Both potential claimants and the potential defendants in a construction defect case should take specific steps upon the discovery of said defect or alleged defect. This is true whether the defect has caused injury or simple financial harm.
Failure to take these steps can have a direct, adverse effect on your ability to recover a claim, or your ability to defend against a plaintiff’s allegations.
Step 1: Secure the Scene
It’s important to make sure nobody can tamper with the scene, either wittingly or unwittingly. Preserving the conditions under which the defect is discovered protects the ability of both sides to conduct their investigations.
You will want to make sure that any piece of physical evidence related to the scene is safely locked away but remains accessible.
Failure to do this can expose you to sanctions under Tennessee’s Rules of Civil Procedure. Under The Tennessee Rules of Civil Procedure 34A.02, Rules of Spoilation, sanctions “may be imposed on a party or agent of a party who discards, destroys, mutilates, alters, or conceals evidence.
Thanks to the 2018 case, Gardner v R&J Express, LLC, these sanctions may be imposed whether the spoilation of evidence was intentional or unintentional.
Step 2: Check Contracts & Insurance Coverage
Assigning appropriate responsibility in a construction defect case is a difficult thing to do. There are so many entities involved in the process, and neither them nor their insurance companies want to take that responsibility.
One way to preempt this problem is to ensure that no matter what role you’re playing in the building process (developer, subcontractor, engineer, architect, materials vendor, etc.) your initial contracts clearly outline these responsibilities as much as possible.
Even then an investigation will be required. When the foundation cracks is it the fault of the foundation contractor or the vendor that provided the foundation company with materials? Was there a fundamental flaw in the design of the building? Without a thorough investigation, it will be impossible to tell.
Step 3: Contact an Attorney
Every construction defect case is unique. Contacting your attorney immediately allows you to get in front of potential problems or weaknesses inherent to your case.
Ideally you’ll have hired an attorney before the building process began.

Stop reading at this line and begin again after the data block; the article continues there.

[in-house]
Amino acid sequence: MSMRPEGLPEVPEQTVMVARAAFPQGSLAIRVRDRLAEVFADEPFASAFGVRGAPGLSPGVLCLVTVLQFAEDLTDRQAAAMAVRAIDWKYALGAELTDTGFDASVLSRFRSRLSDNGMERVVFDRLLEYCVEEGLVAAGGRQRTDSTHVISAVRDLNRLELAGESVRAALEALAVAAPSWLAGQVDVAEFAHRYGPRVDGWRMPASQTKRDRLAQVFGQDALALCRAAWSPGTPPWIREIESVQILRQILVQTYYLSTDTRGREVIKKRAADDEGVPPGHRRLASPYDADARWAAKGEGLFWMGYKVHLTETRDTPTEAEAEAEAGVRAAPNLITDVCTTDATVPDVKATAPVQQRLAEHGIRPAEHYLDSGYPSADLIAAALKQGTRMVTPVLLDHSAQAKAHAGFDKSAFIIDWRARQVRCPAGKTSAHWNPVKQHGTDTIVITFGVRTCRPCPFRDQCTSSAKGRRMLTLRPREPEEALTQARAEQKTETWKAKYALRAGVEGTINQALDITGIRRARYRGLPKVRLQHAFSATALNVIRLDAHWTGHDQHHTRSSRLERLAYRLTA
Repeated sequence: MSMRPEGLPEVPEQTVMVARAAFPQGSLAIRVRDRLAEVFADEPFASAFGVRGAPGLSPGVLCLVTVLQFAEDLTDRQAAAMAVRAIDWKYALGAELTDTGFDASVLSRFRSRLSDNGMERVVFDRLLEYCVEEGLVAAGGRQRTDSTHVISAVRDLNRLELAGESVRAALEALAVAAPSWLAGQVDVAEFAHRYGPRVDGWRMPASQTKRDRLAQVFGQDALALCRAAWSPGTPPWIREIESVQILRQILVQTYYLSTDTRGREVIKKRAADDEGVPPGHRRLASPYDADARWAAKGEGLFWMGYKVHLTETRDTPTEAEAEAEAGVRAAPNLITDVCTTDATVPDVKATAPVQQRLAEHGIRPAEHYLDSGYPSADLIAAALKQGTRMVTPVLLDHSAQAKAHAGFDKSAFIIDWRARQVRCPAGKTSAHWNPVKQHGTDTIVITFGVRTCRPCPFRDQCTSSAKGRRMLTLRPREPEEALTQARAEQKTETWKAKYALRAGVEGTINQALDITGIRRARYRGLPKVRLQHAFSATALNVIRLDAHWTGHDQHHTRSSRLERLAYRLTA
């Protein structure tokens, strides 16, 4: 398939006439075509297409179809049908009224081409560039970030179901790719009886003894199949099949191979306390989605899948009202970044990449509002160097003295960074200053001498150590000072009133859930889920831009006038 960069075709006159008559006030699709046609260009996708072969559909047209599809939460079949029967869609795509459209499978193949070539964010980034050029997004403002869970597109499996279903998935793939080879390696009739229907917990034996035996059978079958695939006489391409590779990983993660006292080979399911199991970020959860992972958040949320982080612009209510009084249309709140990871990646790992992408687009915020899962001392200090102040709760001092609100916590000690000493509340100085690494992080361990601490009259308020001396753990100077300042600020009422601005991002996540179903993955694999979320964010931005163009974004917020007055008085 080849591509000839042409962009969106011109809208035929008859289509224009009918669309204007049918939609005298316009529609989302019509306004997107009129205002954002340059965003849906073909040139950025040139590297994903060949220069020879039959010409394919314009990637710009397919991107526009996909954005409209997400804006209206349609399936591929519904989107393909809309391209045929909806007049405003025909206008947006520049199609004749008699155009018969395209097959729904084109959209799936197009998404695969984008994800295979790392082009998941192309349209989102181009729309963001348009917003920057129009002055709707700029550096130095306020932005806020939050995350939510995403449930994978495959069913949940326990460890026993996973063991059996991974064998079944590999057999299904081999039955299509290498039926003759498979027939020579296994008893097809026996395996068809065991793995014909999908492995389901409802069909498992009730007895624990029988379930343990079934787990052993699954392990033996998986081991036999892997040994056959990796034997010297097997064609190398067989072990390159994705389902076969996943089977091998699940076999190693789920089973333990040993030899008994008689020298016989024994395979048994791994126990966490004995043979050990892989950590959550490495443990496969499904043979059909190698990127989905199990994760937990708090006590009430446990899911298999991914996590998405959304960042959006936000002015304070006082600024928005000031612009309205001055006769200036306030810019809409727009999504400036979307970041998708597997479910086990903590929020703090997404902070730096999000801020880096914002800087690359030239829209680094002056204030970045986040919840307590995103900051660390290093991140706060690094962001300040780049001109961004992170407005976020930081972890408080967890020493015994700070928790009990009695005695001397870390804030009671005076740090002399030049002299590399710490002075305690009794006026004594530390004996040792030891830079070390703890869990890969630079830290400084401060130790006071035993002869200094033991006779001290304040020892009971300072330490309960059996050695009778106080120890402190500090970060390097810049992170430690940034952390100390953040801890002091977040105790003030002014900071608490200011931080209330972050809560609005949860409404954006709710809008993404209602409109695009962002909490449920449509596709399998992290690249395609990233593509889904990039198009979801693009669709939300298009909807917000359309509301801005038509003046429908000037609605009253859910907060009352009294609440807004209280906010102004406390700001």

Step 4: Gather Evidence
Once the scene is secured you’ll need to take photos and document what’s occurred. You might need to document interviews with staff.
Running tests on evidence can be good practice, but there are specific procedures you’ll have to follow. Failing to follow these procedures can expose you to claims of evidence spoilation.
Step 5: Notify the Other Party
Use certified mail, return-receipt requested to notify the other parties that you have gathered and secured the evidence in accordance with a potential claim. You need to give them a reasonable amount of time to inspect and photograph the evidence themselves before you do anything at all to the evidence, including repairs.
If you are the claimant you should do this within 15 days. If you think you may be held responsible for the defect and are the first to become aware of it then it is usually good practice to notify the other parties as soon as you’ve secured the scene.
Step 6: Provide the Other Party with the Chance to Inspect
Tennessee Code Title 66 gives the other parties the right to inspect the defect and related evidence for up to 10 days after notification. These parties must be given reasonable access to the evidence and site during normal working hours.
Inspection can include testing, but any party who wishes to perform these tests will need to follow the following procedures as outlined by Title 66.
“Prior to performing any destructive testing, the person who desires to perform the testing shall notify the claimant in writing of the type of testing to be performed, the anticipated damage to the structure that will be caused by the testing, and the anticipated corrections or repairs that will be necessary to correct or repair any damage caused by the testing. The person performing the testing is responsible for correcting or repairing any damage to the structure caused by the testing.”
Step 7: Ensure the Evidence Remains Accessible
You should not destroy or discard any evidence until the court case is resolved, as the court may still require you to produce it. You may repair the damage once the inspection period is complete. However, you should consult your attorney to ensure you’ve covered all your bases.